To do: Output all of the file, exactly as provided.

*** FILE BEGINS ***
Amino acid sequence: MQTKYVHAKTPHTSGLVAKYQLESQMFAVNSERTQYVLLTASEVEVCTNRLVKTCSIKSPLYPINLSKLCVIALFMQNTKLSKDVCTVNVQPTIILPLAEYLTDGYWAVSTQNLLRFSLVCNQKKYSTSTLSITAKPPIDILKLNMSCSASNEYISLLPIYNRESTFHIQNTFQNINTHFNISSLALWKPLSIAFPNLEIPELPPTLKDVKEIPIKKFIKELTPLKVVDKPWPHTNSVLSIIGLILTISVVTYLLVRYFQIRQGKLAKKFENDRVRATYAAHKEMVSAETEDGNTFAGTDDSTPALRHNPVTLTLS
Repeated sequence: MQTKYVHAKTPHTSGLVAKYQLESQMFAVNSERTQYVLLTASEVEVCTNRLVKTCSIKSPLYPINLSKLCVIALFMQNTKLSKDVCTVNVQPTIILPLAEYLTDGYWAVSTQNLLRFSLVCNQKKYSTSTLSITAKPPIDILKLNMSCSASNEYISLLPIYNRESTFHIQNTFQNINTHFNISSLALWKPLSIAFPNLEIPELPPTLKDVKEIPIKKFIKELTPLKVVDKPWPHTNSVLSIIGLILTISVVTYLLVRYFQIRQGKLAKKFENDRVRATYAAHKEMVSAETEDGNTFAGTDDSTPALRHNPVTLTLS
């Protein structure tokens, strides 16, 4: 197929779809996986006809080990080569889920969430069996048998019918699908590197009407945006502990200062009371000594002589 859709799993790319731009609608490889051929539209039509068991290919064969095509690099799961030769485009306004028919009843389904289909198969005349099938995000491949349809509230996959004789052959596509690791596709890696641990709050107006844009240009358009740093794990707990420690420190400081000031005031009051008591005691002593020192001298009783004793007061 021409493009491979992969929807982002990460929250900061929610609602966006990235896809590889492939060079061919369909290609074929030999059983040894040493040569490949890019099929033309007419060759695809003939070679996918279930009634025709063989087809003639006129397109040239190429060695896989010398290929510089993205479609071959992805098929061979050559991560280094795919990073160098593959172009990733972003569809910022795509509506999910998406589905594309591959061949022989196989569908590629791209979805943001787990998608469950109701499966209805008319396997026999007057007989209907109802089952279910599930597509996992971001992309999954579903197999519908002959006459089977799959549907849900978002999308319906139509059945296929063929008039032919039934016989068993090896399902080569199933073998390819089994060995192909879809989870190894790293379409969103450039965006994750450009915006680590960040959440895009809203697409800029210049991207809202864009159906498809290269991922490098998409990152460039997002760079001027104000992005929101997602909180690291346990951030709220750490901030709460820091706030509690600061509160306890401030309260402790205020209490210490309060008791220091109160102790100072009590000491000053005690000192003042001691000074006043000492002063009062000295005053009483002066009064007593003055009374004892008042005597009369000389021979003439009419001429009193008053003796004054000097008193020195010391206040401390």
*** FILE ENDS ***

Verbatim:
Amino acid sequence: MQTKYVHAKTPHTSGLVAKYQLESQMFAVNSERTQYVLLTASEVEVCTNRLVKTCSIKSPLYPINLSKLCVIALFMQNTKLSKDVCTVNVQPTIILPLAEYLTDGYWAVSTQNLLRFSLVCNQKKYSTSTLSITAKPPIDILKLNMSCSASNEYISLLPIYNRESTFHIQNTFQNINTHFNISSLALWKPLSIAFPNLEIPELPPTLKDVKEIPIKKFIKELTPLKVVDKPWPHTNSVLSIIGLILTISVVTYLLVRYFQIRQGKLAKKFENDRVRATYAAHKEMVSAETEDGNTFAGTDDSTPALRHNPVTLTLS
Repeated sequence: MQTKYVHAKTPHTSGLVAKYQLESQMFAVNSERTQYVLLTASEVEVCTNRLVKTCSIKSPLYPINLSKLCVIALFMQNTKLSKDVCTVNVQPTIILPLAEYLTDGYWAVSTQNLLRFSLVCNQKKYSTSTLSITAKPPIDILKLNMSCSASNEYISLLPIYNRESTFHIQNTFQNINTHFNISSLALWKPLSIAFPNLEIPELPPTLKDVKEIPIKKFIKELTPLKVVDKPWPHTNSVLSIIGLILTISVVTYLLVRYFQIRQGKLAKKFENDRVRATYAAHKEMVSAETEDGNTFAGTDDSTPALRHNPVTLTLS
């Protein structure tokens, strides 16, 4: 197929779809996986006809080990080569889920969430069996048998019918699908590197009407945006502990200062009371000594002589 859709799993790319731009609608490889051929539209039509068991290919064969095509690099799961030769485009306004028919009843389904289909198969005349099938995000491949349809509230996959004789052959596509690791596709890696641990709050107006844009240009358009740093794990707990420690420190400081000031005031009051008591005691002593020192001298009783004793007061 021409493009491979992969929807982002990460929250900061929610609602966006990235896809590889492939060079061919369909290609074929030999059983040894040493040569490949890019099929033309007419060759695809003939070679996918279930009634025709063989087809003639006129397109040239190429060695896989010398290929510089993205479609071959992805098929061979050559991560280094795919990073160098593959172009990733972003569809910022795509509506999910998406589905594309591959061949022989196989569908590629791209979805943001787990998608469950109701499966209805008319396997026999007057007989209907109802089952279910599930597509996992971001992309999954579903197999519908002959006459089977799959549907849900978002999308319906139509059945296929063929008039032919039934016989068993090896399902080569199933073998390819089994060995192909879809989870190894790293379409969103450039965006994750450009915006680590960040959440895009809203697409800029210049991207809202864009159906498809290269991922490098998409990152460039997002760079001027104000992005929101997602909180690291346990951030709220750490901030709460820091706030509690600061509160306890401030309260402790205020209490210490309060008791220091109160102790100072009590000491000053005690000192003042001691000074006043000492002063009062000295005053009483002066009064007593003055009374004892008042005597009369000389021979003439009419001429009193008053003796004054000097008193020195010391206040401390």